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Alzheimer's and Stress: A New Study Reaffirms the Link

But not all stress is tied to the disease. It's the everyday kind that wears you down.

By Patty Morin Fitzgerald | October 29, 2012

It has been known for years that stress contributes to heart disease, insomnia, digestive disorders and a host of other health problems. Now there's increasing evidence that it also may trigger Alzheimer’s Disease.

A study released in March by the University of California, San Diego School of Medicine appears to back up earlier hypotheses that link stress with Alzheimer's. But not all types of stress are to blame.


Acute stress, caused by a sudden, single event such as an accident, is not implicated in the study, which was published in Proceedings of the National Academy of Sciences. It is chronic stress — the ongoing, unrelenting stress you might experience in, say, a difficult job or living situation — that's the culprit.

How the Test Was Done

Robert A. Rissman, PhD, assistant professor of neurosciences and lead author of the UC San Diego study, says it shows how chronic stress may lead to pathological changes in the brain.

In the study, mice were placed in vented plastic tubes for 30 minutes a day over a two-week period. While inside the tubes, they were denied access to food and water. Rissman notes that the effect of restraining the mice has been found in endocrinological studies to be “roughly equivalent to the ... stress experienced by humans
during prolonged periods of emotional strain.

"
This isn’t an exact science," he adds, "but the data look pretty convincing.”
 
Exposure to chronic stress induced insoluble protein clumps in the brains of the mice, similar to those seen in the brains of Alzheimer’s patients.

Previous studies have also shown a strong connection between stress and Alzheimer’s. In one conducted at the Max Planck Institute of Psychiatry in Munich, which was published in the Journal of Neuroscience in May 2011, persistent stress in rats led to a similar result: the formation of clumps in the brain and, ultimately, memory loss.

But what's significant about the UC San Diego study, Rissman says, is that earlier studies showing the connection between stress and the protein clumps usually involved mice with rare genetic mutations that promoted the pathology. “Here we haven’t used any mutations at all to get our phenotype ... just exposure to emotional stress,’’ he says.

Alzheimer's Expected to Soar


Estimates of the number of Americans afflicted by Alzheimer’s range from 5.1 million to 5.4 million, and someone develops the disease every 68 seconds, according to the Alzheimer’s Association. Absent a cure, that figure is expected to climb as high as 16 million by 2050 as baby boomers age.
 
Mortality figures are hard to pin down, since patients may die as a result of complications from Alzheimer’s rather than the disease itself. Between 2000 and 2008, however, deaths attributed to Alzheimer’s increased 66 percent, while those linked to heart disease — the number one cause of death — declined 13 percent, according to the association.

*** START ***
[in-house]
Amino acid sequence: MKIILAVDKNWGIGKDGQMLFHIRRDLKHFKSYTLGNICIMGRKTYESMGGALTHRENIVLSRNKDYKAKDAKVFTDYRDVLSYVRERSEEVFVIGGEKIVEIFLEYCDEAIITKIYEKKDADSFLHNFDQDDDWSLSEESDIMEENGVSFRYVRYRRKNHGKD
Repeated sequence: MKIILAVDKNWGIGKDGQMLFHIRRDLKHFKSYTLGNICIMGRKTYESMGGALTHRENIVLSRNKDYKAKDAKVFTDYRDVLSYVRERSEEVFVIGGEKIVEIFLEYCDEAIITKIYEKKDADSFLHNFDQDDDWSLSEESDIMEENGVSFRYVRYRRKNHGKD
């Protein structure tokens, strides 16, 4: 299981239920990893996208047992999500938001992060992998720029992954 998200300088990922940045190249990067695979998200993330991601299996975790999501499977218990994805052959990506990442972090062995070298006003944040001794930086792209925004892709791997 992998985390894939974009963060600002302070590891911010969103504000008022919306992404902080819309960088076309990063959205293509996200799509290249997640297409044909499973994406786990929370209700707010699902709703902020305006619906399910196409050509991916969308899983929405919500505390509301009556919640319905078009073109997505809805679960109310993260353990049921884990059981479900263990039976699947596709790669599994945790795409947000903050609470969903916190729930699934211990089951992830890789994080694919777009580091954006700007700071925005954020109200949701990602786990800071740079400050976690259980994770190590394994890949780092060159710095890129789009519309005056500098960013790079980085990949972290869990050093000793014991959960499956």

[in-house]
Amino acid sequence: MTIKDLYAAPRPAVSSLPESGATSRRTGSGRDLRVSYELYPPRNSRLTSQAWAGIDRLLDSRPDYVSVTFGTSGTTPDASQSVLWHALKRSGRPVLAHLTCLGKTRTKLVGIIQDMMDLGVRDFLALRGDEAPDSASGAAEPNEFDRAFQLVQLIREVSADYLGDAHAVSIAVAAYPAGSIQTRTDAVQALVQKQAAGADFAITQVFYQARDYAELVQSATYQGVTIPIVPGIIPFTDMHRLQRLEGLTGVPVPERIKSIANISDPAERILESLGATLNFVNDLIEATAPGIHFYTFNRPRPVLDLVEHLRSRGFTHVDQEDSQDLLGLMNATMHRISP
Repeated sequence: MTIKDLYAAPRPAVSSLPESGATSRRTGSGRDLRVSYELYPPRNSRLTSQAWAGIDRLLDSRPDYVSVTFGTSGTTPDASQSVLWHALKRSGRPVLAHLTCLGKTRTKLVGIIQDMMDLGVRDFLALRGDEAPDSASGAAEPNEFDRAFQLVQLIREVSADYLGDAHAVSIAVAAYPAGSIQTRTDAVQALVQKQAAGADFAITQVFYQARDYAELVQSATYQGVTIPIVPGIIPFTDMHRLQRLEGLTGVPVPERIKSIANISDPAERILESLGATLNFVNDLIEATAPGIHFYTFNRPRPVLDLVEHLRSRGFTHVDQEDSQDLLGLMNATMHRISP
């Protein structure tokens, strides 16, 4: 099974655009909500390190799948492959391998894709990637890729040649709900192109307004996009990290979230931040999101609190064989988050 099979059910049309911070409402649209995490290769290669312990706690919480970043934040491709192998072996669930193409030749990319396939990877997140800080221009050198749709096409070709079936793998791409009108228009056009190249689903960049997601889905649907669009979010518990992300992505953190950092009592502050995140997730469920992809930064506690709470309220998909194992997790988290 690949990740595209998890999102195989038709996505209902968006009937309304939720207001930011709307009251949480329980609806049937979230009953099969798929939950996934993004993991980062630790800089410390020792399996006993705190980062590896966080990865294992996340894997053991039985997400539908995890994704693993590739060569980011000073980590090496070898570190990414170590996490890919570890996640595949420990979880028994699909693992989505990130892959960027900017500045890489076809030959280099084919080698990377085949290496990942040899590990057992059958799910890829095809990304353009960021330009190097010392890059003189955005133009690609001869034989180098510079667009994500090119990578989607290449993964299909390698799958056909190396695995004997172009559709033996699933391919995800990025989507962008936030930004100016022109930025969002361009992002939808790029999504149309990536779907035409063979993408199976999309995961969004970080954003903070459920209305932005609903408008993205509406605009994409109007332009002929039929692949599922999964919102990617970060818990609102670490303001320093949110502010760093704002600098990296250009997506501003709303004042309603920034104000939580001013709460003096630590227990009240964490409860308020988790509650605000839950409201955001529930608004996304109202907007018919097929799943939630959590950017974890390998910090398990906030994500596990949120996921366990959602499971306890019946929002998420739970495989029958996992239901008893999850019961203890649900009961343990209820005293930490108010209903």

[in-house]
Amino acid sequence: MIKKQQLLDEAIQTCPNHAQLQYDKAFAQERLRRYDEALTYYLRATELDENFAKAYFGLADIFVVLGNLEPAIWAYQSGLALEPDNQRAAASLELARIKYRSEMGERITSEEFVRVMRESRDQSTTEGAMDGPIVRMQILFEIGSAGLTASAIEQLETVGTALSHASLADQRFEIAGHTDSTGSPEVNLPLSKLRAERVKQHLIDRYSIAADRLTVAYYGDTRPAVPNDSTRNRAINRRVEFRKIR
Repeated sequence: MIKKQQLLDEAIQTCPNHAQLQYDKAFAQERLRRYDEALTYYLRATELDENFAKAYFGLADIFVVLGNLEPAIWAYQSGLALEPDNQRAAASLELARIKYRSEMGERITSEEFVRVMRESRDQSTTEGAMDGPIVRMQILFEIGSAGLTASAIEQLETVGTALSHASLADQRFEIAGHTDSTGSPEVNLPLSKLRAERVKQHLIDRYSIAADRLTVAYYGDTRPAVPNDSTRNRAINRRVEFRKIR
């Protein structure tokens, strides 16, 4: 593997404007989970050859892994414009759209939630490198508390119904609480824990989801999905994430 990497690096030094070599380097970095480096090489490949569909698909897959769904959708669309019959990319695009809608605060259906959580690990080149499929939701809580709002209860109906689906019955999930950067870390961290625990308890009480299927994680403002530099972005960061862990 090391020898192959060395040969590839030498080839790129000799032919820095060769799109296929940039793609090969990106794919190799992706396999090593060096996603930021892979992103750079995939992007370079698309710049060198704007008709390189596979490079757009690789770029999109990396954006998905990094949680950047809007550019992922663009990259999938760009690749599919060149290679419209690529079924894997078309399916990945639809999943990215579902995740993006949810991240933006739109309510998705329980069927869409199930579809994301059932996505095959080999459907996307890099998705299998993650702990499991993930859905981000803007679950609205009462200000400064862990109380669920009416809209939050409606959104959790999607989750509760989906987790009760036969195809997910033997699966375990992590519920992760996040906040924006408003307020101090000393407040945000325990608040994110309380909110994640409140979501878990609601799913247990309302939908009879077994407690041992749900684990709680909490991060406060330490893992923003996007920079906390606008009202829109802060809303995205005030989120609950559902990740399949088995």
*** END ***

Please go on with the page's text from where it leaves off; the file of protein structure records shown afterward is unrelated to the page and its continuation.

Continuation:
The Alzheimer’s clumps, known as neurofibrillary tangles, or NFTs, are formed by a process called the hyperphosphorylation of naturally occurring tau proteins. NFTs have been found to kill nerve cells in the brain, particularly in the hippocampus area, which creates, organizes and stores our memories. That is the first region of the brain affected by tau pathology and the hardest hit by Alzheimer’s, sustaining substantial cell death and shrinkage, according to the research.

Chronic Stress: Too Much of a Good Thing?

Rissman acknowledges that a certain amount of stress is inevitable in life and may even be healthy.
 
"Acute stress" — the kind caused by a single event — "may be useful for brain plasticity," he says, referring to the phenomenon of change and learning in the adult brain. But chronic, ongoing stress may lead to pathological changes in stress circuitry. As Rissman puts it, "It may be too much of a good thing.” 

Especially as we age.
 
As we get older, the stress of daily life that we handled easily in our 20s and 30s is more likely to cause problems. The reason for this is simple: Just like everything else, our neuron circuits apparently wear out over time and are less able to rebound.
 
“Age is the primary known risk factor for Alzheimer’s Disease, says Rissman. It may be that as we age, our neurons just aren’t as [resilient] as they once were, and some succumb.”

The Effects of Job-Related Stress

Yet another study, conducted in Sweden and released earlier in March by Amsterdam-based Elsevier, shows a link between work-related stress and Alzheimer's. But this time the subjects were not rodents.

In this case, a group of researchers, many of them from Stockholm University, followed 913 people 75 and older over a six-year period to look at the long-term effect of job-related stress. Their finding: Continuous emotional stress experienced by those with low job control and high job strain was associated with an increased risk of dementia and Alzheimer's.

The Good New for Researchers

All of this is good news for researchers:
The findings pave the way toward exciting new research possibilities aimed at preventing or delaying the disease. But making such strides will take time, Rissman says. “I would hope that we could get the necessary [research] done within the next five years.’’
 
In the meantime, stress remains a fact of life. “You can’t eliminate stress,” Rissman says. “We all need to be able to respond at some level to stressful stimuli.’’

There may be benefits in changing jobs, seeking counseling, exercising, meditating or taking other measures to alleviate chronic stress. But Rissman has another long-term goal: to develop a way to reduce the effects of stress on neurons, so it doesn’t result in permanent damage.

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